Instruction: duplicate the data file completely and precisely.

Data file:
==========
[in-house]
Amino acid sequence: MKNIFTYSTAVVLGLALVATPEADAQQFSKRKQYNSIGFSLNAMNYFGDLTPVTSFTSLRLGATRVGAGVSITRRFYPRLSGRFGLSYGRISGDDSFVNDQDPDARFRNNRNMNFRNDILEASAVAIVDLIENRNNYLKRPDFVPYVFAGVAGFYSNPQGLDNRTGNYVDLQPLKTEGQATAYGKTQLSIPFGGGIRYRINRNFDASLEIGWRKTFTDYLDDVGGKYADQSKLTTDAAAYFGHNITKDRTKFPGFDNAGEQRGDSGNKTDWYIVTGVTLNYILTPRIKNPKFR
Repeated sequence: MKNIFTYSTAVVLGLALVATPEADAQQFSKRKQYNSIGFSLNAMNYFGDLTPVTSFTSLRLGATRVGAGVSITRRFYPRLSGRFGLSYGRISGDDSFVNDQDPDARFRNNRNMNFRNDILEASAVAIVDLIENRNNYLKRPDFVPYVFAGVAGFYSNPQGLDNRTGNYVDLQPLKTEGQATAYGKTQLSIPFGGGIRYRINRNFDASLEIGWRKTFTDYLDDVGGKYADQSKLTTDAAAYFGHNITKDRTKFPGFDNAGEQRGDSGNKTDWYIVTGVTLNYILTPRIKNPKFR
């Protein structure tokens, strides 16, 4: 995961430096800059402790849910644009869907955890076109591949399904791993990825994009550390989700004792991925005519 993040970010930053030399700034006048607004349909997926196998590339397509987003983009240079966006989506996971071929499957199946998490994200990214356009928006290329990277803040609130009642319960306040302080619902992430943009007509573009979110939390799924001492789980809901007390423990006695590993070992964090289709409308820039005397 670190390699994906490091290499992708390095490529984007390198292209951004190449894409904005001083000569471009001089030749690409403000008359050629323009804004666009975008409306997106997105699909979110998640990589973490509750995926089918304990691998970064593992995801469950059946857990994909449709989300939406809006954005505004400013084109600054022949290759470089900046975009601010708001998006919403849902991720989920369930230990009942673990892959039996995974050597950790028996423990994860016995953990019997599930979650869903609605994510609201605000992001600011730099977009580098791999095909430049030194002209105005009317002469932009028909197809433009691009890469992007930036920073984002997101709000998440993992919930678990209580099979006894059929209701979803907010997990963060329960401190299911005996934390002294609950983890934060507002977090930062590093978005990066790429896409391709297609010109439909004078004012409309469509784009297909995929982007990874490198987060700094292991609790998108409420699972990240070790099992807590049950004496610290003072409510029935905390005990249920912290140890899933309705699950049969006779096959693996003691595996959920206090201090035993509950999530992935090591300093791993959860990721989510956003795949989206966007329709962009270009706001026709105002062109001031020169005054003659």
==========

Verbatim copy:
[in-house]
Amino acid sequence: MKNIFTYSTAVVLGLALVATPEADAQQFSKRKQYNSIGFSLNAMNYFGDLTPVTSFTSLRLGATRVGAGVSITRRFYPRLSGRFGLSYGRISGDDSFVNDQDPDARFRNNRNMNFRNDILEASAVAIVDLIENRNNYLKRPDFVPYVFAGVAGFYSNPQGLDNRTGNYVDLQPLKTEGQATAYGKTQLSIPFGGGIRYRINRNFDASLEIGWRKTFTDYLDDVGGKYADQSKLTTDAAAYFGHNITKDRTKFPGFDNAGEQRGDSGNKTDWYIVTGVTLNYILTPRIKNPKFR
Repeated sequence: MKNIFTYSTAVVLGLALVATPEADAQQFSKRKQYNSIGFSLNAMNYFGDLTPVTSFTSLRLGATRVGAGVSITRRFYPRLSGRFGLSYGRISGDDSFVNDQDPDARFRNNRNMNFRNDILEASAVAIVDLIENRNNYLKRPDFVPYVFAGVAGFYSNPQGLDNRTGNYVDLQPLKTEGQATAYGKTQLSIPFGGGIRYRINRNFDASLEIGWRKTFTDYLDDVGGKYADQSKLTTDAAAYFGHNITKDRTKFPGFDNAGEQRGDSGNKTDWYIVTGVTLNYILTPRIKNPKFR
């Protein structure tokens, strides 16, 4: 995961430096800059402790849910644009869907955890076109591949399904791993990825994009550390989700004792991925005519 993040970010930053030399700034006048607004349909997926196998590339397509987003983009240079966006989506996971071929499957199946998490994200990214356009928006290329990277803040609130009642319960306040302080619902992430943009007509573009979110939390799924001492789980809901007390423990006695590993070992964090289709409308820039005397 670190390699994906490091290499992708390095490529984007390198292209951004190449894409904005001083000569471009001089030749690409403000008359050629323009804004666009975008409306997106997105699909979110998640990589973490509750995926089918304990691998970064593992995801469950059946857990994909449709989300939406809006954005505004400013084109600054022949290759470089900046975009601010708001998006919403849902991720989920369930230990009942673990892959039996995974050597950790028996423990994860016995953990019997599930979650869903609605994510609201605000992001600011730099977009580098791999095909430049030194002209105005009317002469932009028909197809433009691009890469992007930036920073984002997101709000998440993992919930678990209580099979006894059929209701979803907010997990963060329960401190299911005996934390002294609950983890934060507002977090930062590093978005990066790429896409391709297609010109439909004078004012409309469509784009297909995929982007990874490198987060700094292991609790998108409420699972990240070790099992807590049950004496610290003072409510029935905390005990249920912290140890899933309705699950049969006779096959693996003691595996959920206090201090035993509950999530992935090591300093791993959860990721989510956003795949989206966007329709962009270009706001026709105002062109001031020169005054003659």